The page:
Farah is trying to navigate fifth grade and protect and care for her kindergartner brother, all without worrying her parents.
Farah lives in Harbortown with her parents and younger brother, Samir, who has special needs. Her friends call her Farah Rocks since her Arabic last name, Hajjar, means “rocks.” Farah and her best friend, Allie Liu, are excited to apply to the Magnet Academy for middle school. Farah must keep her grades up and write an essay for the application, but she has a lot on her mind. Compounding her general anxiety about leaving Samir if she gets into the new school is a bullying new white student, whose cruelty to her little brother doesn’t seem to bother Allie enough. When she tries to tell the adults at school, no one takes her seriously. Readers will ache as, acting out of care and love, Farah takes a risk when she attempts to take on the bully without the help of her parents. Darraj writes a strong character who must take on a lot as a fifth grader. Intimate cultural details—Farah’s dad says “bancakes” because “in Arabic, the letters p and v don’t exist”; the family has the surname Hajjar due to their Jerusalem stonecutter origins—add to the authenticity of the portrayal of the family’s Palestinian ethnicity. Allie and her family are Chinese. A hummus recipe and glossaries of Arabic and select English words are included at the end.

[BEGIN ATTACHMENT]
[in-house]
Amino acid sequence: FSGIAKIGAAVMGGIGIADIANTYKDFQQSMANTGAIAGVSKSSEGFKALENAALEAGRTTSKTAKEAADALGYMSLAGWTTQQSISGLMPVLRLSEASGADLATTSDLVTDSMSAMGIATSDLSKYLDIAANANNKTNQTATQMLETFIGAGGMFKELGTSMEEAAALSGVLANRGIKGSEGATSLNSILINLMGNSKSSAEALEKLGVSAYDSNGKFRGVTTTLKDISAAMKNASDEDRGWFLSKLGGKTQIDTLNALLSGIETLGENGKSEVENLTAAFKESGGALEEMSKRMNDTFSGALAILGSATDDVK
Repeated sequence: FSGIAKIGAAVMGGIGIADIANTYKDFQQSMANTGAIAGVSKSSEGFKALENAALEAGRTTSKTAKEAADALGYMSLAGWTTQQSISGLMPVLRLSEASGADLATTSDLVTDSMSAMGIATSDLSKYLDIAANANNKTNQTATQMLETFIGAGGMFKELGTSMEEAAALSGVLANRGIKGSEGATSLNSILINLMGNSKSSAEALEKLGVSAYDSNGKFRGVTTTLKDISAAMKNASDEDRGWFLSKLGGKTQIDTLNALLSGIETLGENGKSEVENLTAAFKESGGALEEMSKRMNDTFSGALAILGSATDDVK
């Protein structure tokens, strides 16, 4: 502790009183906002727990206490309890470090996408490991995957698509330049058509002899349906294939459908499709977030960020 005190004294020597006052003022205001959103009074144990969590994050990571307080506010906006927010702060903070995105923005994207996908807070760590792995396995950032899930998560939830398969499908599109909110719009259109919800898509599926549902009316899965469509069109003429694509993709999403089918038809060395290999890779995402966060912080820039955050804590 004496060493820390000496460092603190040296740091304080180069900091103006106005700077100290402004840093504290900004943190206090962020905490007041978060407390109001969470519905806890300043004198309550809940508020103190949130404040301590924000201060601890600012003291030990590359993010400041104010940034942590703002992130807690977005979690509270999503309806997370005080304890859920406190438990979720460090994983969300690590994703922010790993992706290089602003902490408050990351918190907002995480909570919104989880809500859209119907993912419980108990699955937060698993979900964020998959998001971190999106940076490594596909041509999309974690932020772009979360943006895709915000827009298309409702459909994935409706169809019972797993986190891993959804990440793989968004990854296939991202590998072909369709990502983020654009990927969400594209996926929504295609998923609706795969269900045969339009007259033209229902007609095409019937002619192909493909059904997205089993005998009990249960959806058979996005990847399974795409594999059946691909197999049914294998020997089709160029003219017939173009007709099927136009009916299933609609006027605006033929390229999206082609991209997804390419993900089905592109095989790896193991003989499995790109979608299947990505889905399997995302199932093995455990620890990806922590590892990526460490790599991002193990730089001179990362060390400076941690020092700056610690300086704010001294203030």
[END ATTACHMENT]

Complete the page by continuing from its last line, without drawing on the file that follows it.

Readers will be eager for this empathetic protagonist’s next appearance. (Fiction. 8-12)